Health data analytics company Innovaccer unveiled six new solutions on Monday during the HIMSS conference in Chicago. Among these announcements, the standout product was Sara, a conversational AI assistant designed to help executives at health systems and payers make better use of their data.
Sara didn’t get its name just because it’s an easy two-syllable word for healthcare executives to call out when they need a question answered. The AI assistant was named after the Hindu goddess Saraswati — who Innovaccer Chief Product Officer Kanav Hasija referred to as “the goddess of knowledge who brings order out of chaos,” during a recent interview.
Hasija pointed out that “there’s a firewall between lean data and good knowledge” in healthcare. In the past two decades, healthcare executives have gained access to a wealth of digitized information about their organizations and the patients they serve, but they still struggle to extract knowledge from that data, he explained.
Sara seeks to hasten the process of gleaning knowledge from data. The tool was designed so that executives can ask complex questions about their organization’s patients or members and get immediate answers on clinical, financial or operational metrics.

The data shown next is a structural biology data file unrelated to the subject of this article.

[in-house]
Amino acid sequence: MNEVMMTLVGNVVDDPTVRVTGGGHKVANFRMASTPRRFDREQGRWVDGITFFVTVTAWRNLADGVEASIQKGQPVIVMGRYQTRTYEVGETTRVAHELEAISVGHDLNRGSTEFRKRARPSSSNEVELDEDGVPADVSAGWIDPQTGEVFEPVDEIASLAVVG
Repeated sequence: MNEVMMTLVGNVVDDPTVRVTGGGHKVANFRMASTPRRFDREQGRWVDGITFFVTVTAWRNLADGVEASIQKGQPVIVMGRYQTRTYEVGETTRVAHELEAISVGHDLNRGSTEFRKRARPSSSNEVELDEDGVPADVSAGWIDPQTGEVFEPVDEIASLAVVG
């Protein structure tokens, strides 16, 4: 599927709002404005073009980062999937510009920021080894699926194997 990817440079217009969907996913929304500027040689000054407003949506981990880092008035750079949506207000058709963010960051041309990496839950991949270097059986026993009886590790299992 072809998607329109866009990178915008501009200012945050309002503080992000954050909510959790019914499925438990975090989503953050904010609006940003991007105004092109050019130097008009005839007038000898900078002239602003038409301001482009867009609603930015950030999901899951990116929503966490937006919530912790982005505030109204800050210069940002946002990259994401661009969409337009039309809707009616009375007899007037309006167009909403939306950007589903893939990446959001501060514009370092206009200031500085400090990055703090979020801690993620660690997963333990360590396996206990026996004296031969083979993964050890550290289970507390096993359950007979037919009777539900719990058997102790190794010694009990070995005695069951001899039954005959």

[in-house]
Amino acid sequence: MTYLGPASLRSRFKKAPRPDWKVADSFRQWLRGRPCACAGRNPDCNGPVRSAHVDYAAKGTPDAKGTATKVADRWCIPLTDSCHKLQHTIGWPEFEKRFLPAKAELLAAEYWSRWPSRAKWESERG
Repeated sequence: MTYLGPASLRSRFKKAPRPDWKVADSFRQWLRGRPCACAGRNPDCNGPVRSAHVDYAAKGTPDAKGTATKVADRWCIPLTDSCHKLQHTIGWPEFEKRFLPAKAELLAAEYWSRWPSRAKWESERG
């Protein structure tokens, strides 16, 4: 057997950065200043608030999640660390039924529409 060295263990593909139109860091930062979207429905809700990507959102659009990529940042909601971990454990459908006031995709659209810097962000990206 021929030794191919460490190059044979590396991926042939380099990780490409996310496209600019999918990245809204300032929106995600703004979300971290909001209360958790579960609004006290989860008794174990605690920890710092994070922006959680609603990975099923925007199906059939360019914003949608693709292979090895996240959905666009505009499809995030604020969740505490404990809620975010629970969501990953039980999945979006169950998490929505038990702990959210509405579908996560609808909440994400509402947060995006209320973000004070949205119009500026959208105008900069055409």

For example, a health system executive might ask Sara to show them how cost of care is trending over time at their organization. Once Sara presents them with the data, they can feed the tool follow-up questions, such as asking it to break down the data by payer mix or only show data for diabetic patients.
With Sara, executives can get as specific as they like with their information requests, which can help them pinpoint operational challenges and population health insights quickly, Hasija pointed out. Through a simple, minute-long conversation, an executive can get the tool to produce easy-to-digest data on how high-risk diabetic patients’ cost of care is changing at their health system — and have this data split by different hospitals and patient demographics.
The tool’s speed means that executives don’t have to wait months for data teams to build dashboards when they want a question answered, Hasija said.
“The response to each question and answer is a few seconds, not a few months, and that’s the big, disruptive change,” he declared.
Sara is designed for healthcare executives and administrators, but Hasija said Innovaccer is also working on a Sara-type assistant for nurses and doctors. That tool, which he said could be launched later this year, would allow clinicians to ask questions about a patient’s chart and get rapid answers, Hasija explained.
The other five solutions Innovaccer announced Monday are also data-powered tools designed to help providers improve their clinical, financial and operational performance metrics. These include a customer relationship management product, a health equity analytics tool, software to improve discharge care planning, a tool that visualizes market dynamics and software to enhance coding accuracy.
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